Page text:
The response to Lance Armstrong's admissions is ghoulish

If Americans are so invested in their sporting heroes that they are distraught when they turn out to be merely human then that's the nation's sickness, not just Armstrong's.

Last night more than three million people gazed at a man's eyes, waiting greedily to be the first to spot a tear. When he finally did break down, in describing the pain of admitting his crimes to his oldest son, the public reaction to his grief was glee.

Yes, Lance Armstrong lied. Worse, he also embarked upon bitter and unfounded lawsuits to maintain his lies. He was a bully to those around him, a hubristically unpleasant and arrogant man, and that is not to be defended: bullying is heinous. But – and this is the crux of the issue – we don't go after footballers with rape convictions with as much bile as we reserved for this man.

The Guardian's first words in the story covering last night's interview were therefore, "Lance Armstrong cried." The New York Times opened on "Amid tears." The New York Post did similar. So did ABC News. And Fox, E! Weekly. And the Daily Mirror. What is this obsession with tears? We saw it first in Britain after Princess Diana died – the national outpouring of grief that led to anger at those who were actually mourning at their failure to show weakness. What catharsis is it for the mob to see the strong break down and cry? What vindication does it represent?

Last night the words "public betrayal" was being thrown around, as if Armstrong had sold the nation out to its enemies instead of simply admitting to cheating. If I was a non-doping cyclist, I said on Twitter last night, then I would have been rightfully cross. But it looks as if those were pretty few and far between in Armstrong's era anyway.

I'll admit it: Armstrong was never my hero. I don't cry at sports games. Nor would I feel the victim of treason if, say, Bradley Wiggins or Jessica Ennis's performances in summer – which I enjoyed immensely – turned out to be spurious;  they would have been, to borrow a teachers' cliché, only letting themselves down. (I should point out that there is absolutely no reason to believe this might be the case.)

Yes, Armstrong started a charity by selling a narrative of sporting prowess that turned out not to be genuine. But he did genuinely overcome cancer to get there; moreover, Livestrong does and always did good work. What's honestly better – to tell the truth, and not save other lives, or lie to start a successful charity?

Moreover, there is something else at play than mere egotism. Sport is an industry in the US that so depends on such 'heroes' to sell products to the rest of us that they will turn a blind eye to almost anything, from doping to sexual violence unless it risks tarnishing their image – and pay them astronomical amounts of money to do so. Armstrong is set to lose more than $75m dollars in sponsorship money.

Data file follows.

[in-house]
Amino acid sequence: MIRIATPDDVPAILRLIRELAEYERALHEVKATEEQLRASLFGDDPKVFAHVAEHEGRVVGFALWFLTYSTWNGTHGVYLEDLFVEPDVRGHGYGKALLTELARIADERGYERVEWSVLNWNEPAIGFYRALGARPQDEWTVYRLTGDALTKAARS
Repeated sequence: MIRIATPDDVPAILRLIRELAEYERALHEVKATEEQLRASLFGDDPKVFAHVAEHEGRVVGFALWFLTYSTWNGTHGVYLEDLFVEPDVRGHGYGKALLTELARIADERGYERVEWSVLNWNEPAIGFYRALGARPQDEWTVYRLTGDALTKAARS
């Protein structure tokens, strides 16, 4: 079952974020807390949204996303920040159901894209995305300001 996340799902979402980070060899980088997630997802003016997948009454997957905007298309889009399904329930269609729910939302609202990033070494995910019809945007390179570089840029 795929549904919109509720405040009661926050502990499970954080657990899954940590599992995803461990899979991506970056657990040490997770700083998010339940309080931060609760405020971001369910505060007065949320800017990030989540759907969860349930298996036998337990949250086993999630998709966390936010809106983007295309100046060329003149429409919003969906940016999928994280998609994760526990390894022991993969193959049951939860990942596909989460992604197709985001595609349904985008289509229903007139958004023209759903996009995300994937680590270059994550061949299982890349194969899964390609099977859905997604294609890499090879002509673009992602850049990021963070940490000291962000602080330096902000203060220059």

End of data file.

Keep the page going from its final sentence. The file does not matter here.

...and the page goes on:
America, a young nation, idolises its heroes more much more than we British do. We look at ours with a sort of nostalgic fondness; just look at Michael Sheen's portrayal of Brian Clough, or Gary Lineker's self-deprecating advertising work for Walkers' crisps. We like a bit of weakness in our heroes; a touch of the bottle, maybe; a spot of darkness. America, in contrast, is the nation that invented the Hall of Fame: here, sporting heroes are golden calves to be worshipped unconditionally. That's why, when Armstrong or Tiger Woods turn out to be merely human, it hits fans so brutally, as a personal betrayal.

Armstrong has a tremendously long way to fall. But if Americans are so invested in their sporting heroes that they are distraught when they turn out to be merely human – egotistic, fame-hungry, and all the rest of it – then that's the nation's sickness, not just Armstrong's.

A man watches Lance Armstrong's interview with Oprah Winfrey in a bar in downtown Los Angeles. Photograph: Getty Images.

Nicky Woolf is a writer for the Guardian based in the US. He tweets @NickyWoolf.

OLI SCARFF/AFP/Getty Images
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Harriet Harman: “Theresa May is a woman, but she is no sister”

The former deputy leader of the Labour Party urged women to unite across the divided party.

The day-long women's conference is usually the friendliest place at Labour party conference. Not only does it have a creche and a very clear emphasis on accessibility, but everybody who attends starts from a place of fundamental agreement before the sessions have even begun. For that reason, it's often ignored by political hacks in search of a juicy splits story (especially since it takes place on Saturday, before the "real" conference action really gets underway). But with the party divided and the abuse of women on and off social media a big concern, there was a lot to say.